Three years ago, the inaugural Severe Weather Awareness Day was held in Nashville and was a tremendous hit with weather enthusiasts of all ages. Every year since, the event has gotten bigger and better, and this year’s edition will be no different. Here’s the list of presenters/presentations that are currently lined up:
From the Main Stage
– There will be both a Basic and Advanced Skywarn Spotter class available. The Basic course is only a refresher, but the Advanced is a full hour-long class, presented by Tom Johnstone, the Warning Coordination Meteorologist (WCM) from NWS Nashville. While the Basic course will only touch on basic spotting techniques and information, the Advanced course will delve further into the science of weather, offering explanations of key severe weather variables such as CAPE and LI (lifted index). Radar theory and unique differences within storm structure and severe weather potential will also be discussed.
– For the first time ever, we’ll have a presentation from Steve Corfidi, one of the more well-known meteorologists (at least in weather circles) from the Storm Prediction Center in Norman, OK.
– We’ll have a re-analysis of the January 30, 2013 Tornado Outbreak, presented by Sam Shamburger, NWS Nashville meteorologist.
– The local TV media will also be participating, answering questions and discussing the role they play in broadcasting life-saving information to the public during severe weather situations, via a Roundtable Discussion and Q & A session. Presenters include meteorologists from NWS Nashville and the local media stations.
– The coup de grace of Severe Weather Awareness Day 2014 will be an hour-long discussion of the April 3-4, 1974 Tornado Super Outbreak. Many of you were old enough to remember it, but those that aren’t quite old enough but have followed weather have heard about this. The presentation will be given by meteorologists Tim Troutman (NWS Huntsville) and Brittney Coleman (NWS Nashville).
These sessions will be quite a bit smaller than the main stage presentations, but will still be very informative, and more laid-back. There’s much more opportunity to interact with the presenters during the breakout sessions than there is at the main stage. On a personal note, these sessions are my favorite part of Severe Weather Awareness Day…I often have a problem deciding which one(s) to attend. I’ll have that same problem this year:
– Meteorologist Linda Gilbert (NWS Louisville) will be re-visiting the Super Outbreak of April 27, 2011.
– Trevor Boucher (NWS Nashville), Paul Heggen (WSMV) and Justin Bruce (WKRN) will be presenting “Media/NWS Communications”, a look at how the National Weather Service and local weather media communicate during periods of inclement weather.
– Angela Lese, Science and Operations Officer at NWS Nashville, will be presenting a discussion on Quasi-Linear Convective Systems, or QLCS (otherwise known as the infamous “squall line”).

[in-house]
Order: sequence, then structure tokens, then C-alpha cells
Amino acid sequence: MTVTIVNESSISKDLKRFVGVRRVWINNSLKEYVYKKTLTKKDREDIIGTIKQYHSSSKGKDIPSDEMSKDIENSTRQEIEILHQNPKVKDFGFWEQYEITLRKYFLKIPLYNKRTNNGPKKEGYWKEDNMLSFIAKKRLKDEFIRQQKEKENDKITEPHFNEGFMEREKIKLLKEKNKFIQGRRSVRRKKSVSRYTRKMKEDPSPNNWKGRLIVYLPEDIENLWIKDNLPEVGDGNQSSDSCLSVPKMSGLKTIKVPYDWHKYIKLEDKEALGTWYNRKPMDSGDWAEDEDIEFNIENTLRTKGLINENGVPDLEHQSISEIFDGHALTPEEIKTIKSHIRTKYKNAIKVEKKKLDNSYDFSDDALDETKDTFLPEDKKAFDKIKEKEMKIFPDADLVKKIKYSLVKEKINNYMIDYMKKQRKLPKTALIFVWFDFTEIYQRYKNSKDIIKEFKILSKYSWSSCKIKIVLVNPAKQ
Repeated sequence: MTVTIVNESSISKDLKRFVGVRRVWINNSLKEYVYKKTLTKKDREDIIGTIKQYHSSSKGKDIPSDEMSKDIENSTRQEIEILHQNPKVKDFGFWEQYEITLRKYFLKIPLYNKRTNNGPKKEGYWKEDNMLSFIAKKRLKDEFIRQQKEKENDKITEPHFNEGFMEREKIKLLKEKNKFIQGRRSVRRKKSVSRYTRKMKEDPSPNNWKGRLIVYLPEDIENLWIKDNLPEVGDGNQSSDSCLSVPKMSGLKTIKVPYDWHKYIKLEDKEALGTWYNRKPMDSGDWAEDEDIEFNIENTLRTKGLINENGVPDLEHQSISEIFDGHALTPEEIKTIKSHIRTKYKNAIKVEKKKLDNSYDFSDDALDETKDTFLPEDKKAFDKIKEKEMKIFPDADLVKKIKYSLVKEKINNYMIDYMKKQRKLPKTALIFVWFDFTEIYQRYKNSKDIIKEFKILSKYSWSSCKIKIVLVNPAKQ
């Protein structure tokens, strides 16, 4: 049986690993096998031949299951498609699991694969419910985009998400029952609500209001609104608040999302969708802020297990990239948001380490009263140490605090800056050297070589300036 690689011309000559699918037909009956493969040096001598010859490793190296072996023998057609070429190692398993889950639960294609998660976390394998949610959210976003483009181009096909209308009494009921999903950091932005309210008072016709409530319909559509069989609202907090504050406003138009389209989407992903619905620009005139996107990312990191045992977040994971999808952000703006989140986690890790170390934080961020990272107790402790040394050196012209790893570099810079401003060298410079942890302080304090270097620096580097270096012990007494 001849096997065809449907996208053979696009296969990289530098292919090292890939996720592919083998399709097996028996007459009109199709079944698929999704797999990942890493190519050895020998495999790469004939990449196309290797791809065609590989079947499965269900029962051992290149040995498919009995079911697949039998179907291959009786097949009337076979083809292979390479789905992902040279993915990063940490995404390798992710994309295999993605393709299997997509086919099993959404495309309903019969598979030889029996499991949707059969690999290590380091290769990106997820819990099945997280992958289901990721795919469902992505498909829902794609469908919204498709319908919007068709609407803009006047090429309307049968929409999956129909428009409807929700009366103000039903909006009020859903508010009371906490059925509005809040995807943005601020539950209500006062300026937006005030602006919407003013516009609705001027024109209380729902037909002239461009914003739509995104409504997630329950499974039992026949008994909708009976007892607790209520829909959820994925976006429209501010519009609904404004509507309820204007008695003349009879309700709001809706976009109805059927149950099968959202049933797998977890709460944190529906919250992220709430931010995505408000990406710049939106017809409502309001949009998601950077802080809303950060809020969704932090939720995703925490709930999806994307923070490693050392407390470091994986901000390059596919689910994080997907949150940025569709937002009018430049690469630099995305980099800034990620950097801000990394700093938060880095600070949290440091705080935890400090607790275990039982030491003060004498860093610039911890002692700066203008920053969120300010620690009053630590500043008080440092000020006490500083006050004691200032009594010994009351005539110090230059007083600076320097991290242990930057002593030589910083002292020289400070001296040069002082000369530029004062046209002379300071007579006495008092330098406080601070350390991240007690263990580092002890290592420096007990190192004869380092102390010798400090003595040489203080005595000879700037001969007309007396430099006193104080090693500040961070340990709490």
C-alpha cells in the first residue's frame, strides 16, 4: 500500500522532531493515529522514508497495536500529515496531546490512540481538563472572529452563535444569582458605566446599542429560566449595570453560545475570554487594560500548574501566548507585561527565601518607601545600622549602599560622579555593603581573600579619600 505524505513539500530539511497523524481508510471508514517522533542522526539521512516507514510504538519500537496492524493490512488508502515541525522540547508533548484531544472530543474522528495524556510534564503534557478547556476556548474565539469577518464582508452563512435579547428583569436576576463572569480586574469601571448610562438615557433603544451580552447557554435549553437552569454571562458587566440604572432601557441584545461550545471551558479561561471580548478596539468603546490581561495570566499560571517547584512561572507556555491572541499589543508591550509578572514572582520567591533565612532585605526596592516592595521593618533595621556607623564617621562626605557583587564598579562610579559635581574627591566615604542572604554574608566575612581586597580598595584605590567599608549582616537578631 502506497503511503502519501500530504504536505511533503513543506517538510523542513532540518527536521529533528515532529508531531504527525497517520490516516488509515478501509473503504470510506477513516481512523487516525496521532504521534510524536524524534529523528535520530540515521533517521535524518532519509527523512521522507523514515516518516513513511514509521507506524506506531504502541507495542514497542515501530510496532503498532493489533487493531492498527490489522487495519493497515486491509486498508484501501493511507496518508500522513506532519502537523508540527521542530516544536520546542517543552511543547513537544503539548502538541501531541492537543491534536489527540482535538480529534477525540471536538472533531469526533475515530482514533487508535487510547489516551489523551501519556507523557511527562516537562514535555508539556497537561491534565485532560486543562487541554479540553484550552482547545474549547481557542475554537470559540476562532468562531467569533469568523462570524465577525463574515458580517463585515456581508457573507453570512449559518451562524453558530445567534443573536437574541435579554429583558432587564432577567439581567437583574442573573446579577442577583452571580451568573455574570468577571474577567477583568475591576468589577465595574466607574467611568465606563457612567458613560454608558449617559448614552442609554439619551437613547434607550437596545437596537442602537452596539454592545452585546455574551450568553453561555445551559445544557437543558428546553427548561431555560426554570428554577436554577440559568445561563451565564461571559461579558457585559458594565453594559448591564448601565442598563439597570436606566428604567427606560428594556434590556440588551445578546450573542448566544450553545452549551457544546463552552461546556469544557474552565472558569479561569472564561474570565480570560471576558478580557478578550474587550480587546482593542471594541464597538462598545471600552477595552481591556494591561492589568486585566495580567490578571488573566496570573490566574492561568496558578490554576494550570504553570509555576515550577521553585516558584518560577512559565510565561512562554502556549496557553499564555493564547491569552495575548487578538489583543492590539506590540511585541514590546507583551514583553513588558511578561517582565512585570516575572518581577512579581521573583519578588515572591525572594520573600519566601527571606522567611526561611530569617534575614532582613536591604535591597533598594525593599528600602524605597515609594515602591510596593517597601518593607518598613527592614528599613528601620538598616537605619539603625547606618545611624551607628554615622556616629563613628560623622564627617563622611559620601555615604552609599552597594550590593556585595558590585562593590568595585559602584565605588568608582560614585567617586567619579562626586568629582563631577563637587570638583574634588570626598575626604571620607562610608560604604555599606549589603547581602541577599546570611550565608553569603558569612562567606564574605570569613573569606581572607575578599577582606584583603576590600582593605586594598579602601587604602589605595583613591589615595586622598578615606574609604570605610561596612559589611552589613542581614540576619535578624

– The WKU Storm Team will be on-hand to discuss basic weather experiments and add insight into the cutting-edge science being done in the research world.
– WCM Tom Johnstone will be presenting the “Top 10 Weather Events of 2013 for Middle Tennessee”.
– A look at “Aerial Surveys” will be conducted by the Middle Tennessee Civil Air Patrol Squadron.
– Davis Nolan (WKRN) will be presenting a radar analysis of the 2009 Good Friday Murfreesboro tornado and will revisit the Super Tuesday Outbreak of 2008.
– Meteorologist Sam Shamburger will be presenting “Tornado Damage Path Re-Analysis Using Google Earth”. I was fortunate enough to see some of this re-analysis during a National Weather Association meeting and I found it fascinating. Yeah, I’m a geek…
– Bridgestone will be the recipient of the NWS Nashville’s “StormReady” certification. Accepting will be Bud Hale, Bridgestone Tire Company
– David Drobny, known as @NashSevereWx within the Twitter realm, will be presenting an updated and fresh look at “Social Weather in the Weather Community”.
– Ryan Wade and Todd Murphy from the University of Alabama-Huntsville will be presenting “Storm Mergers and Interactions”.
– Deaf and hard of hearing folks (Bridges) will be on hand and will share their severe weather stories.
– Other groups such as the Nashville Chapter of the American Red Cross, Metro Nashville Office of Emergency Management, HAM radio groups, and other disaster preparedness groups will be present to provide you their information directly and answer any questions you may have for them. Its a great chance to meet all of the people you turn to during severe weather and answer your questions.
Severe Weather Awareness Day is family-friendly and fun for all ages. However, there is a limit of 500 people, so sign up quickly before your spot is taken! Again, this event will be March 1, 2014 at Trevecca Nazarene University. Opening remarks begin at 9:00am and presentations last until 5:00pm. Keep watching the NWS Nashville website (www.weather.gov/ohx) of the NWS Nashville Facebook page for updates. Contact Trevor Boucher (email@example.com) for more information.